CSCI 201 Lab 5 -- Conditional Operators

In this lab you use conditional operators to generate some pretty pictures.

Cleaning Windows

If you are in a Windows-based lab, check to see if there is a directory C:\Files\Lab05 on your PC. If one exists, delete it now.

Getting to the starting gate

We're going to give you two projects to work on in this lab. Both are stored as jar-files. Retrieve them from the list below. Windows labers can store them in C:\Files. Linux labers can store them in csci/201.

Plot in 2-D

Start jGRASP and then extract the files of Plot2D.jar into the directory C:\Files\Lab05\Plot2D under Windows or the directory csci/201/Lab05/Plot2D under Linux. Then open the Plot2D.gpj jGRASP project file. If you can't get unjarred, consult Downloading a Java archive from Lab 2.

A warning to Windows users

There appears to be a bug in the jGRASP jar extractor that causes it to corrupt two Java class files while processing Plot2D.jar. This problem can result in a rather ugly ArrayIndexOutOfBoundsException error when you try to compile your applet. To avoid this problem, we suggest you start up a Command Prompt window and type the following commands, which use Sun's jar extractor rather the jGRASP one.

mkdir C:\Files\Lab05\Plot2D
cd C:\Files\Lab05\Plot2D
C:\j2sdk1.4.0_01\bin\jar xfv C:\Files\Plot2D.jar

We have reported this problem to the maintainer of jGRASP.

Go to the Project panel and double-click on to bring up a CSD window containing the Java program for the Plot2D class. Compile and then run the program. You'll get a window with a row of radio buttons for selecting a function to plot.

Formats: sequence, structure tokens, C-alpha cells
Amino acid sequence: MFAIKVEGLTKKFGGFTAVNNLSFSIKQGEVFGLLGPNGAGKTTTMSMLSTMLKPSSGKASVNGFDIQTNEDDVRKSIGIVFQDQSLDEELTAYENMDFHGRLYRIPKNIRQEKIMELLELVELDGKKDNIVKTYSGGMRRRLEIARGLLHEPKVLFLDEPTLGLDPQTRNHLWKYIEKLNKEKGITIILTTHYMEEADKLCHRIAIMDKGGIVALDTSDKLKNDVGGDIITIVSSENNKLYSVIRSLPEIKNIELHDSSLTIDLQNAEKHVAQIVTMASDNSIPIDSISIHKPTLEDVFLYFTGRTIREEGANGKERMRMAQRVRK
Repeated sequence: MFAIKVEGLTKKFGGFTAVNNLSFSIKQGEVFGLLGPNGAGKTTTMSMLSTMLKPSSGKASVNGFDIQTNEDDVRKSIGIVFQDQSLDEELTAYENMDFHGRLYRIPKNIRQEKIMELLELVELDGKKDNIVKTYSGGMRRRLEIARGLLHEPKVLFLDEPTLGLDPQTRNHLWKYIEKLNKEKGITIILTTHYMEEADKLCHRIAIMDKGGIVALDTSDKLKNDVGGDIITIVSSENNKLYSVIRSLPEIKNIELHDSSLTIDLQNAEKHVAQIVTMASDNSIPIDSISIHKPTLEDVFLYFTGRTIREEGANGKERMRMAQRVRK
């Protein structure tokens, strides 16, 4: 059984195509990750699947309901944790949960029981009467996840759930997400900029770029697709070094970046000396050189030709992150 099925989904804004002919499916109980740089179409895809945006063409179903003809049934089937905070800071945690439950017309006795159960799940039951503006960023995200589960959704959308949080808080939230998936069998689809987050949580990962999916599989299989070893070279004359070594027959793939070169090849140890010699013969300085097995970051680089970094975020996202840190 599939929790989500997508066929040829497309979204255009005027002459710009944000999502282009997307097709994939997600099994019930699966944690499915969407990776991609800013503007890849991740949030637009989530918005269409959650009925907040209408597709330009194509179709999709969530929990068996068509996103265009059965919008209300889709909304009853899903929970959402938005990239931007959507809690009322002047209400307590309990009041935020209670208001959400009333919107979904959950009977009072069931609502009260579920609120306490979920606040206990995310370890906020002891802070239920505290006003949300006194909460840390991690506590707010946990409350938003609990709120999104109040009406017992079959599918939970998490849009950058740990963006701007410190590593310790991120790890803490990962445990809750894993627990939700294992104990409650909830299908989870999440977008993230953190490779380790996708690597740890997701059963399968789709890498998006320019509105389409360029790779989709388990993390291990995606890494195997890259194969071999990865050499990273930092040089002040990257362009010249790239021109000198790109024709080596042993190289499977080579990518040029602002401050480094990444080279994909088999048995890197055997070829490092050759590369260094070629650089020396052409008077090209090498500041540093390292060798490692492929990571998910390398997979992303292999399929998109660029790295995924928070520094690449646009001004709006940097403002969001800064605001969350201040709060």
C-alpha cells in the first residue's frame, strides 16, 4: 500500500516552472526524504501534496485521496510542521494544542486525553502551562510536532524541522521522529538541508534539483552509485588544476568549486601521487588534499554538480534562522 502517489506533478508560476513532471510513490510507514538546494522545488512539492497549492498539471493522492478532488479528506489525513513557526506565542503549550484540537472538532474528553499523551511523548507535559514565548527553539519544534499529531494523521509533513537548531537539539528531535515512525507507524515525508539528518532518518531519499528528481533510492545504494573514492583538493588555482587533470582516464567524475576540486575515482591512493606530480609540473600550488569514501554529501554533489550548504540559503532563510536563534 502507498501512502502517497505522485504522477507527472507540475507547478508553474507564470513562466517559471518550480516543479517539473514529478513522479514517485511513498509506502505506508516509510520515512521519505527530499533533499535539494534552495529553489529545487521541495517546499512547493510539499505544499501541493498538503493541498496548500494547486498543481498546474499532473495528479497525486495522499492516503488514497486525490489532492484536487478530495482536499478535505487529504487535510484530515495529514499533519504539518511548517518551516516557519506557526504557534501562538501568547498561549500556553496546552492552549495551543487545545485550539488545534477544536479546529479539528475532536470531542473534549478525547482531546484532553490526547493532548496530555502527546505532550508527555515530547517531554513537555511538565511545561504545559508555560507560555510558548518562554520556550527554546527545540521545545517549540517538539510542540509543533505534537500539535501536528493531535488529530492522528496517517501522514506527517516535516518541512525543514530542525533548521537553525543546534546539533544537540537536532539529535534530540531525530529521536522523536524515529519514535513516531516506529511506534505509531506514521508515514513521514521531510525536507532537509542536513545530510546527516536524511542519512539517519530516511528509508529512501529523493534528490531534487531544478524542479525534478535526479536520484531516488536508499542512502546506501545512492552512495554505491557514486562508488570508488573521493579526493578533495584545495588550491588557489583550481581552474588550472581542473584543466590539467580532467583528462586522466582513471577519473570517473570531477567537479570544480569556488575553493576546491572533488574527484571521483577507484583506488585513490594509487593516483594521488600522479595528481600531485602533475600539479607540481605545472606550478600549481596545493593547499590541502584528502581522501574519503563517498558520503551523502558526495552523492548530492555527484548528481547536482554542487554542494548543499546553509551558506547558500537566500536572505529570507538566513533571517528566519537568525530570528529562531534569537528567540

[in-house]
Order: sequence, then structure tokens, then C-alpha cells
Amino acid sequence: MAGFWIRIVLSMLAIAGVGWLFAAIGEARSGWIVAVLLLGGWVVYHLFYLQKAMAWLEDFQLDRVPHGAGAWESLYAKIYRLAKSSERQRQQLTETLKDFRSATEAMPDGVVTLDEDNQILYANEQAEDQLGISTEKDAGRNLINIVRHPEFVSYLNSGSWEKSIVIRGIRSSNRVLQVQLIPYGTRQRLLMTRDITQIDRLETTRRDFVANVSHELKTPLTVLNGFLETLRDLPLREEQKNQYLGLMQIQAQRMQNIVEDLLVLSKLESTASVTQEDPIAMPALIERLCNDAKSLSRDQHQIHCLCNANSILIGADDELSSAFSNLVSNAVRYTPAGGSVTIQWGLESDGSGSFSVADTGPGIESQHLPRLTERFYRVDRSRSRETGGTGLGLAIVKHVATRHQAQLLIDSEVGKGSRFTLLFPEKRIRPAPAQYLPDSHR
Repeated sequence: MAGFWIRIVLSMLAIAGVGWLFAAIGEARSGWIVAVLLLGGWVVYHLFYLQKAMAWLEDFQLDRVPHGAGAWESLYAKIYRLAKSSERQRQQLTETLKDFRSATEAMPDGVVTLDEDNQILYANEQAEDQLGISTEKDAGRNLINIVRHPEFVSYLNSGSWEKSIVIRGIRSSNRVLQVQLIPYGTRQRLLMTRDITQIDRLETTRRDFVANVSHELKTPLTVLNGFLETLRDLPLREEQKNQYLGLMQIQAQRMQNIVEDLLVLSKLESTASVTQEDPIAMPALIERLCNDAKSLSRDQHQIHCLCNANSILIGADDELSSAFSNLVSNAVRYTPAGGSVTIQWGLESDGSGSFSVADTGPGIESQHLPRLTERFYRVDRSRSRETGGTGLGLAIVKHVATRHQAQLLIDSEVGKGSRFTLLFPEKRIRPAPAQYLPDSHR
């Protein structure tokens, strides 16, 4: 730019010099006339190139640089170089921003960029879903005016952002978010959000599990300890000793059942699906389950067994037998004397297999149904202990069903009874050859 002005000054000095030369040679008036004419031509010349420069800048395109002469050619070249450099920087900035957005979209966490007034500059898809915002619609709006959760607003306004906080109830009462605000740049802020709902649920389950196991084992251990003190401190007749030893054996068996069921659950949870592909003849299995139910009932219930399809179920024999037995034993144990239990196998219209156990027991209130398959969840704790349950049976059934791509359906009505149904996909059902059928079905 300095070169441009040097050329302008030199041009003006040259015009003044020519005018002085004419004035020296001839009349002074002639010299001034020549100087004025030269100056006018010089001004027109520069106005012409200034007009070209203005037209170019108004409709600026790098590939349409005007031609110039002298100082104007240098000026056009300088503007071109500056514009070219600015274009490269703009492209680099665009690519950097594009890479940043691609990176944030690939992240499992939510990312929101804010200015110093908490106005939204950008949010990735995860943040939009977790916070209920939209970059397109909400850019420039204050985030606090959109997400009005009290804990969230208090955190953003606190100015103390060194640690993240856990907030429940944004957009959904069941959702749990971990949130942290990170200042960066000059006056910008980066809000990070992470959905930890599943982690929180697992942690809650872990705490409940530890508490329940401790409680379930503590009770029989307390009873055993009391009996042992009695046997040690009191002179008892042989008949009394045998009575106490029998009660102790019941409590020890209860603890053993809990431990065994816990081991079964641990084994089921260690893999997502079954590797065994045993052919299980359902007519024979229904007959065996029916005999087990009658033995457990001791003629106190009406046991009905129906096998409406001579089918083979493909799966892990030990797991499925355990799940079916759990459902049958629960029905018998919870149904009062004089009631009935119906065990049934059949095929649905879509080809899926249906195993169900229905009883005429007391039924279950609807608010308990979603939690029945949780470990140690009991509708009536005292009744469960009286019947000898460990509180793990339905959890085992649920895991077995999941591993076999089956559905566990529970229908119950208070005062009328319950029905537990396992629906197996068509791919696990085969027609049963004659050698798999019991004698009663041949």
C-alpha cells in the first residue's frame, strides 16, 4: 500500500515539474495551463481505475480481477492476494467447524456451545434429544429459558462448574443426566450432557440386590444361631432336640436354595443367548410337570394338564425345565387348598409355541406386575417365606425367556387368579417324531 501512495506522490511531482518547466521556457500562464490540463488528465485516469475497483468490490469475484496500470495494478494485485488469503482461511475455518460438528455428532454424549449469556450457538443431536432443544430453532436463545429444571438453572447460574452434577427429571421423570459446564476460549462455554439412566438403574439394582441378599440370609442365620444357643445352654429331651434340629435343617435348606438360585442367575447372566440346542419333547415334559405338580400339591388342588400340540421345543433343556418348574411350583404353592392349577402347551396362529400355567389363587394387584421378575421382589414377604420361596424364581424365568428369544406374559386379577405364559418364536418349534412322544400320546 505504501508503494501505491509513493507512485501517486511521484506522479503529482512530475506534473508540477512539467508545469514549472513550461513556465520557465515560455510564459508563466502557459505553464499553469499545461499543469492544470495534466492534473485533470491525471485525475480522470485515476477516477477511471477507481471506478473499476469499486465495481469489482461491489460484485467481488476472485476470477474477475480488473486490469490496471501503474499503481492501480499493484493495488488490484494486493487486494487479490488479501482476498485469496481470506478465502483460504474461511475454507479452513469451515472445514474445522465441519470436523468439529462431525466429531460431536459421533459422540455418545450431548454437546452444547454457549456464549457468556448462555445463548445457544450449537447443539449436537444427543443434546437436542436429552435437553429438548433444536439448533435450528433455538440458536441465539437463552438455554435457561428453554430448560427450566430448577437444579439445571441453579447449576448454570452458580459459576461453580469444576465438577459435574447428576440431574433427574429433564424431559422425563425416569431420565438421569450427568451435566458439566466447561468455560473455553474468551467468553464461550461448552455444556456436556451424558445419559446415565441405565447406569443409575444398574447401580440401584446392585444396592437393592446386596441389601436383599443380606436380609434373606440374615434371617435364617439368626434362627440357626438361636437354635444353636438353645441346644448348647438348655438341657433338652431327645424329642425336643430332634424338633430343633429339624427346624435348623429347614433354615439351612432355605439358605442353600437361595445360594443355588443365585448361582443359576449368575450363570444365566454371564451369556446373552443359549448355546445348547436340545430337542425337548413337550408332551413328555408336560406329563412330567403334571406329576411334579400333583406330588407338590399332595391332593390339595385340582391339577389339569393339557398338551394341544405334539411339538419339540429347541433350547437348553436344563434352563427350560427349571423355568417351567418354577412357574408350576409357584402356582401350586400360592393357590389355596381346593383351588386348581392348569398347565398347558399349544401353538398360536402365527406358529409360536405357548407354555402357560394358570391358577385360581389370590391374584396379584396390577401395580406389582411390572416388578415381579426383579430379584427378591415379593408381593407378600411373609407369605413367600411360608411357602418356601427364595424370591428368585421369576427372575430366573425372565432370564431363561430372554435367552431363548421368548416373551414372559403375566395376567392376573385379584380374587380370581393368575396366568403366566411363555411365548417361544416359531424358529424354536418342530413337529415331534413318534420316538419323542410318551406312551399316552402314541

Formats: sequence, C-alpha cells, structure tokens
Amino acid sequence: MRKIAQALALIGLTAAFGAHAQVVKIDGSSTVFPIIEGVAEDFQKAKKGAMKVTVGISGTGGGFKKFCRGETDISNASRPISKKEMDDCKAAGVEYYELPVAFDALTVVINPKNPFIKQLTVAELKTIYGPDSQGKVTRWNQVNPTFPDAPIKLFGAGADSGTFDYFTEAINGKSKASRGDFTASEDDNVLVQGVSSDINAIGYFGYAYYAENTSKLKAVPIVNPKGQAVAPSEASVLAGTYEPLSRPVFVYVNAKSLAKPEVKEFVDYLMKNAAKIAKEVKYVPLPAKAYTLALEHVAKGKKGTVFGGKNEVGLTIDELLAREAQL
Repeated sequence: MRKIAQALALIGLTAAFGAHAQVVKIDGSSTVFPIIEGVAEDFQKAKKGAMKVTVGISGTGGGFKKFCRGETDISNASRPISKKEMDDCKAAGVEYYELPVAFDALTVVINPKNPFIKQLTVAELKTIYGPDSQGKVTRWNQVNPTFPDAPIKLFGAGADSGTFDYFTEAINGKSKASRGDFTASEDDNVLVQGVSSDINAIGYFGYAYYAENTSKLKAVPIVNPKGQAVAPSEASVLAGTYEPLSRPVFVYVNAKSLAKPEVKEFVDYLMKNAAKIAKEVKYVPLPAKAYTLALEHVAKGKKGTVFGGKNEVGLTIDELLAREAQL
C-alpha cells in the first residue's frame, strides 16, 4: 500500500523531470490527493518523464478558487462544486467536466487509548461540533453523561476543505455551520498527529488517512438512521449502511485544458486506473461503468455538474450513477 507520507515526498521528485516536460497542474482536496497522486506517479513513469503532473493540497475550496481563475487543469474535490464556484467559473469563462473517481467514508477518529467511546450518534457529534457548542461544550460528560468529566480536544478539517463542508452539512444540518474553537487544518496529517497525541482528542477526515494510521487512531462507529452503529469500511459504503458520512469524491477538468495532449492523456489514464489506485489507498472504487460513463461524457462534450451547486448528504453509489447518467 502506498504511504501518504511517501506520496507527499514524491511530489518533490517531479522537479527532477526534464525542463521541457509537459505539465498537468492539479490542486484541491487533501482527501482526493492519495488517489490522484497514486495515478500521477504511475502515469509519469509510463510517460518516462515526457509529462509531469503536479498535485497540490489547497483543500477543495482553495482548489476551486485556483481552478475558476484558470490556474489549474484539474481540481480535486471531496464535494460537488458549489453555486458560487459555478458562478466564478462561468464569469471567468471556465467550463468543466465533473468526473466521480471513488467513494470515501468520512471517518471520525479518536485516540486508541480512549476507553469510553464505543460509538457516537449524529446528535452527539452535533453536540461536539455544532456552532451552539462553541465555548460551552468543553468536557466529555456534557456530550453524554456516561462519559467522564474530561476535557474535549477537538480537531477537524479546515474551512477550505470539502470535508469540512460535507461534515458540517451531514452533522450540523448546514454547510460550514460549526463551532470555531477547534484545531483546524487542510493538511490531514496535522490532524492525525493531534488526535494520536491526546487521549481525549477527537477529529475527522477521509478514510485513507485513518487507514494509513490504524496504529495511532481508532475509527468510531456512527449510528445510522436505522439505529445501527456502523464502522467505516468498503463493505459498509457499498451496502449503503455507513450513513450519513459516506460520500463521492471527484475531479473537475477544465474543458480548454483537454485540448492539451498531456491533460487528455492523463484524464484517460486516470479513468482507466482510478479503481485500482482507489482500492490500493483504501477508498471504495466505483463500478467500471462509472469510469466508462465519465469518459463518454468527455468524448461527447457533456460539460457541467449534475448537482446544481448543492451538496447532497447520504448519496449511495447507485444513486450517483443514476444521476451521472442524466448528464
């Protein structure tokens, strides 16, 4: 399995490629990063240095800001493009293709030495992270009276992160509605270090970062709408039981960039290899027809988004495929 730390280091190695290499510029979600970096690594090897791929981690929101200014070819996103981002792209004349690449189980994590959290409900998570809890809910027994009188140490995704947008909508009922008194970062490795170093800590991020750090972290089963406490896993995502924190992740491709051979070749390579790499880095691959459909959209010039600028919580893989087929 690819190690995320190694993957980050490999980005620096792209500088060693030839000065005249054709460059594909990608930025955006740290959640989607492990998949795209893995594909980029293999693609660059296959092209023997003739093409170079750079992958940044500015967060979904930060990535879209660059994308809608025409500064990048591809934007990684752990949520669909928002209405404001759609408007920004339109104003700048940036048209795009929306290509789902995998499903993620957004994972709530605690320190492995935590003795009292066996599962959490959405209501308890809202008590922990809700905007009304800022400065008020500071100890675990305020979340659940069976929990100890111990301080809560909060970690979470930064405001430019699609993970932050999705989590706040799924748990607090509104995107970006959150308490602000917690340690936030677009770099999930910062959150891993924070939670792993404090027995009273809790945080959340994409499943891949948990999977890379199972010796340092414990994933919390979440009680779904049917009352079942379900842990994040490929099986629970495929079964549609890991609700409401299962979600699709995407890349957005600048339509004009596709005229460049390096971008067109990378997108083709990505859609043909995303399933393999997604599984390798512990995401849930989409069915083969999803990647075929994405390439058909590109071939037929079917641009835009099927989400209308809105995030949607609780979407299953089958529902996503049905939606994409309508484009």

The Plot2D class

Look at the code of Notice that this file begins by importing two classes SpecPlot2D and FramePlot2D from the edu.unca.cs.csci201.LabAids package. The FramePlot2D class is the graphics driver for your application. It loads and plots functions within classes that satisfy the SpecPlot2D interface shown below:

public interface SpecPlot2D
  public float TestFunc(float f) ;

If you scroll a bit down the code of, you will see a class MyClass1 that implements this interface.

private static class MyClass1 implements SpecPlot2D
  public float TestFunc(float f)
    return f;

The single method TestFunc of class MyClass1 is the function to be plotted. When we say that MyClass1 implements SpecPlot2D, we mean that MyClass1 has methods corresponding to all of those listed in the interface SpecPlot2D.

TestFunc, the only method of MyClass1, is a very simple function. It receives a floating point number f and returns that same number as its output. Your mathematically inclined friends (should that not be an empty set) would call this an identity function.

In this lab, the values returned by TestFunc are used by the FramePlot2D class to produce graphs. Graphing functions can be "added" to a plotter by calling the method addPlotter. You can see five calls to addPlotter in the main method of Plot2D. Each adds a new function for graphing.

Your task

Notice that, toward the end of the code for the Plot2D, there are several internal classes, MyClass1 to MyClass5. Each of these implements a SpecPlot2D interface. However, the functions they plot are dreadfully boring. You are to modify these five classes to produce the five plots shown in the table below. Modify class MyFuncI to produce the I'th plot. Do not modify the code for any other classes!

  1. x3 + x2 - 0.4 x - 0.7
  2. 0.7 sine(6 f) + 0.2 sine(20 f)
  3. absolute value of f, that is,
    -f, if f is negative,
    and f, if f is positive
  4. f * sine(1/f), if f is not zero,
    0, if f is zero
  5. sqrt(1 - f2)

You will need to use the sine function in the Math class to write that expression. Fortunately, the Math class is part of the java.lang package and does not need to be imported. A list of the methods of java.Math is available in the Java documentation for the Math class. Note that most of the methods in the Math class return a double value. Since TestFunc must return a float, you will have to do some data conversions, such as (float) Math.cos(f) to quieten the Java compiler.